We last left the Hawaii Uke with the fretboard bindings installed, but still not flush with the neck at the bottom. Blending the bottom edge in with the wavy profile of the neck was a delicate process of carving the lower edge of the bindings with files and chisels until the transition from neck to binding was nice and smooth. Unfortunately, I was not able to do this without losing some small bits of the original finish on the edge of the neck where it mates up with the edge of the binding. I’ll have to solve this at some point, but for the moment, I’m just going to kick that can down the road a ways. In the photos below, especially the ones of the nut-end of the board, you can see the profiling of the fretboard binding.
Next up was adding some positioning dots on the fretboard. I used the traditional ukulele placement of a dot at the 10th fret rather than the 9th fret placement that you normally see on guitars. So the final placement is 5th, 7th, 10th and 12th. I could have also done the 3rd fret, but the dots are on the big side, and look a little crowded to me already, so I just skipped straight to the 5th. The dots are made from the same rosewood (?) as the bindings, giving a nice contrast to the maple, and consistency with the binding.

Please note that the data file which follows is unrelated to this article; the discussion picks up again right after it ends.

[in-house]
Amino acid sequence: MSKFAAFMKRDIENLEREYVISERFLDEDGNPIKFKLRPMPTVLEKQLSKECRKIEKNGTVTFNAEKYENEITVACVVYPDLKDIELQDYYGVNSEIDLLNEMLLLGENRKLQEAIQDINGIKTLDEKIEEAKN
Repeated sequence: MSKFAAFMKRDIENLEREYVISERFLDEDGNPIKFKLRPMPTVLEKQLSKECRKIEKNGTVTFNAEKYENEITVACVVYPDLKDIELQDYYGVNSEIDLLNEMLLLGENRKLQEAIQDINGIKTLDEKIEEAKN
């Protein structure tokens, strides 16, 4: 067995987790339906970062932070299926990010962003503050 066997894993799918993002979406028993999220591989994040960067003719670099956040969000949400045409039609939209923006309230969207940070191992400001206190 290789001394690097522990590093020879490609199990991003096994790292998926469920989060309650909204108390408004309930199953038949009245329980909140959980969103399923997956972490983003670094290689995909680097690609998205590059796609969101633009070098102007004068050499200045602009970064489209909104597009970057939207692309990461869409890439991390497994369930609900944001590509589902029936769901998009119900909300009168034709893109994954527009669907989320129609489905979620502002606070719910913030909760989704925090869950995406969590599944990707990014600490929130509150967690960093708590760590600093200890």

Since this makes the fretboard essentially done (less the actual frets, of course), I went ahead and applied a bit of teak oil, just to protect and moisturize the wood, now that I wouldn’t be sanding it much anymore.
So at this point, we’re ready for frets. I’ll tackle that process in the next post.